But this is not just a chicken restaurant. The menu includes all the basic categories of Chinese entrees. One vegetarian entree that might draw even determined meat-eaters is Yellow Bird. It looks like stuffed cabbage but it is actually cabbage-thin sheets of bean curd wrapped around shredded, pressed bean curd -- which looks and tastes like julienned pork -- along with bamboo shoots and shiitake mushrooms, tied into packages and served with a brown sauce, with broccoli florets to garnish. It's a standard of the Chinese vegetarian repertoire, and done very well here.

12710 Twinbrook Pkwy., Rockville. 881-4500. Open: Monday through Thursday 11:30 a.m. to 10:30 p.m., Friday and Saturday 11:30 a.m. to 11 p.m., Sunday 11:30 a.m. to 10 p.m. AE, MC, V. Reservations suggested. Separate non-smoking section. Prices* lunch appetizers $1.95 to $3.75, entrees $4.25 to $5.95; dinner appetizers $1.95 to $4.95, entrees $6.95 to $15.95. INN AT LITTLE WASHINGTON

I was ready to chastise the Inn at Little Washington this time around, since its Saturday night price of $88 for the fixed- price dinner ($68 other nights) puts it in the almost-nothing-is-worth-it category.

But I left feeling that if anything is worth it, this dinner is. The Inn at Little Washington is better than ever. The dining room looks much the same -- lusciously overdecorated in an English country-house style, with a magnificent garden where you can have your dessert and coffee if the weather is right. The service is exceptional -- both highly professional and comfortable, whereas it was getting a little stuffy a couple of years ago. And the chef, while keeping a few old favorites, is continually adding new dishes that torture me with indecision. Of the 14 or more appetizers this time around, they all sounded so compelling that I was wondering whether I could skip the main dish and devote myself to first courses. I'd still choose to do it, but the main dishes were almost as glorious.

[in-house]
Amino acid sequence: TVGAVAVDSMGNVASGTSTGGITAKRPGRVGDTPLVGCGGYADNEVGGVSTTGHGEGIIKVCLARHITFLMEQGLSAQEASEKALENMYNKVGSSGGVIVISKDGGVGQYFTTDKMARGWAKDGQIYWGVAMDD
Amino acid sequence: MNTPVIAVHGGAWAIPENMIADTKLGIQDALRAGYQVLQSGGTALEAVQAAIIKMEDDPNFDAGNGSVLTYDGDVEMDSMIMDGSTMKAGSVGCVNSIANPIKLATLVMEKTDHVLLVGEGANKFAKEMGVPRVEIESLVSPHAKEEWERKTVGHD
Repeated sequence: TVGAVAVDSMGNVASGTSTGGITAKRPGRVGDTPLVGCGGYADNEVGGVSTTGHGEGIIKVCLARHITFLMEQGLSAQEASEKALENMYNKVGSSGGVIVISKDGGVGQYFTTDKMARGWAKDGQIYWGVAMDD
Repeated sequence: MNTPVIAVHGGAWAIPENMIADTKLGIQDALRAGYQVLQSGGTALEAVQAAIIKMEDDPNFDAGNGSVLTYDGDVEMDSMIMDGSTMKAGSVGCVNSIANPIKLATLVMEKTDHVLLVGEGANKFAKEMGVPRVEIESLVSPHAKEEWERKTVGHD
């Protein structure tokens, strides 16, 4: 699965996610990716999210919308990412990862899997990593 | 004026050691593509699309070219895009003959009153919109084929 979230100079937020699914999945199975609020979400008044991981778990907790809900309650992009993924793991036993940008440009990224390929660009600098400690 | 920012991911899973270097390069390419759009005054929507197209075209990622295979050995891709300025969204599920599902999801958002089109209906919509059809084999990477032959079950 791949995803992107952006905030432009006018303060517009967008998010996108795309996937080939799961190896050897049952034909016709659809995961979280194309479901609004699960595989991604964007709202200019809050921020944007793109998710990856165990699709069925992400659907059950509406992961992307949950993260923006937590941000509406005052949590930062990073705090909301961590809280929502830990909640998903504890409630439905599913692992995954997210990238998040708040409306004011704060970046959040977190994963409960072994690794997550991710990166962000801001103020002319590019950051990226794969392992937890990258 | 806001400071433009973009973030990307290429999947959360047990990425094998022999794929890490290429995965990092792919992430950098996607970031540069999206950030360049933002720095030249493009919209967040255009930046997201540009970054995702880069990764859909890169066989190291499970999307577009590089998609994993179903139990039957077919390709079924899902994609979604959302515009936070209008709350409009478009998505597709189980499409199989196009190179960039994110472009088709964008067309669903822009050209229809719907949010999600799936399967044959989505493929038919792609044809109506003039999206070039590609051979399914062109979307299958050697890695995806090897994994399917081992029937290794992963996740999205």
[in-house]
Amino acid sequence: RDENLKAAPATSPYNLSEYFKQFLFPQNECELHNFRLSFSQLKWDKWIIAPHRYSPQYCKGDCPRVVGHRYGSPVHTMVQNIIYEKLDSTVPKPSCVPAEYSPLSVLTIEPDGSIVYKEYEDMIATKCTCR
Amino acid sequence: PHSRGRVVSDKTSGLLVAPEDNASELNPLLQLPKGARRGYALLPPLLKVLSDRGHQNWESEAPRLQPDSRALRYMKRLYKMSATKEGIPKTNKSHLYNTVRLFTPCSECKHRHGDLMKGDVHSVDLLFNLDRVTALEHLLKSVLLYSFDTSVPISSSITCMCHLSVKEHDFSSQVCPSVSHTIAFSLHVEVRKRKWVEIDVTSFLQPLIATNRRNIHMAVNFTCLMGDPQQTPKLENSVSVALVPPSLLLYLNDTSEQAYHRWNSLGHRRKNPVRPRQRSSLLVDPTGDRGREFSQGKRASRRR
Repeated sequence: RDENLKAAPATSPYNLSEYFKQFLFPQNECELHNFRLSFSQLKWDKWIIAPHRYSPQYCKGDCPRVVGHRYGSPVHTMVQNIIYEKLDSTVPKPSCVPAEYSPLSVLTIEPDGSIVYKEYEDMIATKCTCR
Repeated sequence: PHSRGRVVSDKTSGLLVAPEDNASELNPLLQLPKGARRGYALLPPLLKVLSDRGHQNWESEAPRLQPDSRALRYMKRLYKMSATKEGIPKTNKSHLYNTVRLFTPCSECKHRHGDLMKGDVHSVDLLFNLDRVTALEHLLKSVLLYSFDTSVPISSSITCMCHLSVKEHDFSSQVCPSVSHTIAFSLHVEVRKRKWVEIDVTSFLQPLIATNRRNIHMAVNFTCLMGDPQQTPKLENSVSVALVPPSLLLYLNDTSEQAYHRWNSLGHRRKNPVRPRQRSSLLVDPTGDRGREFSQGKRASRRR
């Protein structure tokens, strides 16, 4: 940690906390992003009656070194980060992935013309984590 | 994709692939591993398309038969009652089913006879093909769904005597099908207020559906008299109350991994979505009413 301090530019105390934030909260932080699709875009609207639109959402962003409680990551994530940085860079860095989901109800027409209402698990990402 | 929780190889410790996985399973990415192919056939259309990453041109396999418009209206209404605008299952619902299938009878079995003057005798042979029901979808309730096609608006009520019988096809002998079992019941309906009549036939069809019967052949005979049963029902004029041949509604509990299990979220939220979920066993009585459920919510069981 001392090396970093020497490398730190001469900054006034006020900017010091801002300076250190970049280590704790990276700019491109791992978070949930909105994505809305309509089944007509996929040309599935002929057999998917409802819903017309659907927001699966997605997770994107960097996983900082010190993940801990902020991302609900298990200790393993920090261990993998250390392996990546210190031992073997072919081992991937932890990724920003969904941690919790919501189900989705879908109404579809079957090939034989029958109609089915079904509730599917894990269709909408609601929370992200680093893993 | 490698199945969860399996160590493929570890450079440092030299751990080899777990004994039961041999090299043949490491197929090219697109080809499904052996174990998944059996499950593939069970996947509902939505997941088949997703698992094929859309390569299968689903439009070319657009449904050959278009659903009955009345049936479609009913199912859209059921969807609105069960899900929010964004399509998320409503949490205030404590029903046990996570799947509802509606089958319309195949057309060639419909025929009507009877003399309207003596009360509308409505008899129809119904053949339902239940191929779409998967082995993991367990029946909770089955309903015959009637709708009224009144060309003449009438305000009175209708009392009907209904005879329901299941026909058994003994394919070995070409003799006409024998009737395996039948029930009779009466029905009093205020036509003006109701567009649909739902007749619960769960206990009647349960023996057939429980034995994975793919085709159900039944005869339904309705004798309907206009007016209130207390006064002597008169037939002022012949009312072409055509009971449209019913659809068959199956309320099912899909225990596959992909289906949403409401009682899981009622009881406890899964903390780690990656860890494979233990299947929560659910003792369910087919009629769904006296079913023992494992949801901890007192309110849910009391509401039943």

If I were going to the Inn at Little Washington alone, I would undoubtedly order the appetizer of three fish cakes. Each is so savory, from the crab to the salmon to the tuna, and each is enhanced by its own sauce -- sorrel, mustard and red pepper mayonnaise. But in company I feel compelled to share tastes, and the fish-cake trio is too tiny and complex to go around; it is a dish to savor in its entirety. Thus my favorite dish -- at least for a shared dinner -- is the soft-shell crabs, just lightly saute'ed and not breaded, with a tart dash of lime cutting the butter, tomato adding a juicy fresh touch, coriander giving just the faintest grassiness, and hazelnuts providing a nutty crunch. It is simple, impeccable and a brilliant interplay.

That's not to demean the foie gras, served cold, accompanied by local peaches poached in local peach wine, or the pale and delicate boudin blanc with truffles (this time with too much pepper for subtlety, I thought), or the foie gras served hot with country ham and black-eyed peas, or the country ham with fresh figs and gentle lime cream, or a vitello tonnato of rare elegance. I could go on, and I would. Only the caviar in tiny turnip flowers escaped my raves on this visit, for it was

too precious, and I prefer caviar straight. Among main dishes, filet of beef may sound ordinary, but it is an exceptional piece of meat with elegant wild mushrooms and bacon-wrapped oysters to accompany. And if you like sweetbreads, the inn's will strike a memorable chord.